Iran and the Passages to the
Post-Cold War Era
Whether the nature of Iran's foreign policy is changing in a significant way is a matter of debate among experts on Iran. What these experts must also consider is what opportunities and/or difficulties the passage of the Cold War presents for the pursuit of foreign policy restructuring in Iran. Expectedly, the coming of a new post-Cold War era, aptly compared by a historian to tectonic shifts, 1 has fueled a ferocious political and intellectual debate on the nature of post-Cold War world politics: What will be the dominant form of conflict and antagonism now that the systemic conflict between communism and capitalism has seemingly reached a conclusive result in favor of the latter? And how do we characterize the process of transition to the new era? The latter question touches on the issue of historical periodization, which is vitally important for our purpose of contextualizing the topic of our inquiry in this chapter. Such a contextualization will demonstrate the need to rethink the Cold War, its process of termination, and Iran's peripheral yet important contribution to this process and its aftermath. These cannot be understood unless we debunk the conventional interpretations of the place of Iran in the (post) Cold War condominium.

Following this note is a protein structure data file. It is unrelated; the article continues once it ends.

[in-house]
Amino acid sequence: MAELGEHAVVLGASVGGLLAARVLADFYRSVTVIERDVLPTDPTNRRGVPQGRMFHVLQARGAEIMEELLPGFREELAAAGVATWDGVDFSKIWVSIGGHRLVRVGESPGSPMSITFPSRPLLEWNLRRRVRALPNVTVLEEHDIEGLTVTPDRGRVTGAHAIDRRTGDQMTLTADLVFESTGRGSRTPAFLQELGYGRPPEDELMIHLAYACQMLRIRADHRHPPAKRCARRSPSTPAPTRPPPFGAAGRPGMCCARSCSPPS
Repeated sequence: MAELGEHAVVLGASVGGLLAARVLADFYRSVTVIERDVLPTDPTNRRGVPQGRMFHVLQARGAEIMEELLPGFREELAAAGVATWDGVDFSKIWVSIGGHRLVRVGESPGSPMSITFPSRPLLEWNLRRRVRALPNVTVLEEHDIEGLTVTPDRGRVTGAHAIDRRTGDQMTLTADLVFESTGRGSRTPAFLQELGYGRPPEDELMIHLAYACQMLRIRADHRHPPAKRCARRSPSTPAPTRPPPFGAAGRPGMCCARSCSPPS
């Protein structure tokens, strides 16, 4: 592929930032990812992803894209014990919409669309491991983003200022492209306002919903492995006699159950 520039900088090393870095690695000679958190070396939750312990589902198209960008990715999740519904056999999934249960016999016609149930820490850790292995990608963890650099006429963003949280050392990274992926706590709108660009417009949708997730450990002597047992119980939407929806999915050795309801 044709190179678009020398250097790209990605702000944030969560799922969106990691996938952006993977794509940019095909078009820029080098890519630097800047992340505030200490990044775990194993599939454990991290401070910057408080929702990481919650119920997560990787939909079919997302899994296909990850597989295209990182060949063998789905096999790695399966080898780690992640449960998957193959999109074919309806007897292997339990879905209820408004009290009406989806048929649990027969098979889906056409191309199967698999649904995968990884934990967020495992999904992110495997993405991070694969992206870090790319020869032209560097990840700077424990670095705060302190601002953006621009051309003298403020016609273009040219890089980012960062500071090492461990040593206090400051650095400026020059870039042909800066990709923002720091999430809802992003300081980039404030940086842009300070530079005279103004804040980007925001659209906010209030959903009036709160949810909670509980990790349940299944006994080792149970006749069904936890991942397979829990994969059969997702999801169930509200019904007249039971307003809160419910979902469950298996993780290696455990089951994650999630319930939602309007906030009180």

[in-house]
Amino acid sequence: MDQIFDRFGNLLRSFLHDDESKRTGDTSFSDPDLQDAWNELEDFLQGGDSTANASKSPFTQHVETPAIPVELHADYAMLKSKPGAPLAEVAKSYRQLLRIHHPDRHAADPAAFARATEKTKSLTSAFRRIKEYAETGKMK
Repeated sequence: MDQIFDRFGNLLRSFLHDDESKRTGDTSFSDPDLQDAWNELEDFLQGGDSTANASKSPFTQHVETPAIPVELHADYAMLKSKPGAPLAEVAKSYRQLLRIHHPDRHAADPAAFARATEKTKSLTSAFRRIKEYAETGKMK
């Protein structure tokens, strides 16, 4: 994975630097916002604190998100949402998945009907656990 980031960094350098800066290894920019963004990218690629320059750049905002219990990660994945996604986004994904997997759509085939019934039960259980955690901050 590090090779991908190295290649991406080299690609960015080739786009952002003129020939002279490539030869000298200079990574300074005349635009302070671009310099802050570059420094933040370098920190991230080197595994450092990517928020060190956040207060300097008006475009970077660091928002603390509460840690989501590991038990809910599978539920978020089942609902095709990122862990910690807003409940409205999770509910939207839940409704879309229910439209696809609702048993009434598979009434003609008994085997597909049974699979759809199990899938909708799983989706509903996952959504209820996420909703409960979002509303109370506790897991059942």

The narratives on the end of the Cold War usually relate this to the fascinating changes in Eastern Europe and the Soviet Union that brought the reign of communism to an inglorious end. According to the stereotypical interpretations, the Cold War was by nature a zero-sum game in which ultimately one side lost and the other side won. 2 This interpretation has been put forth by numerous journalists and academics alike; their views have often converged on the common theme of a new world global order led by the unilateral power of the United States. 3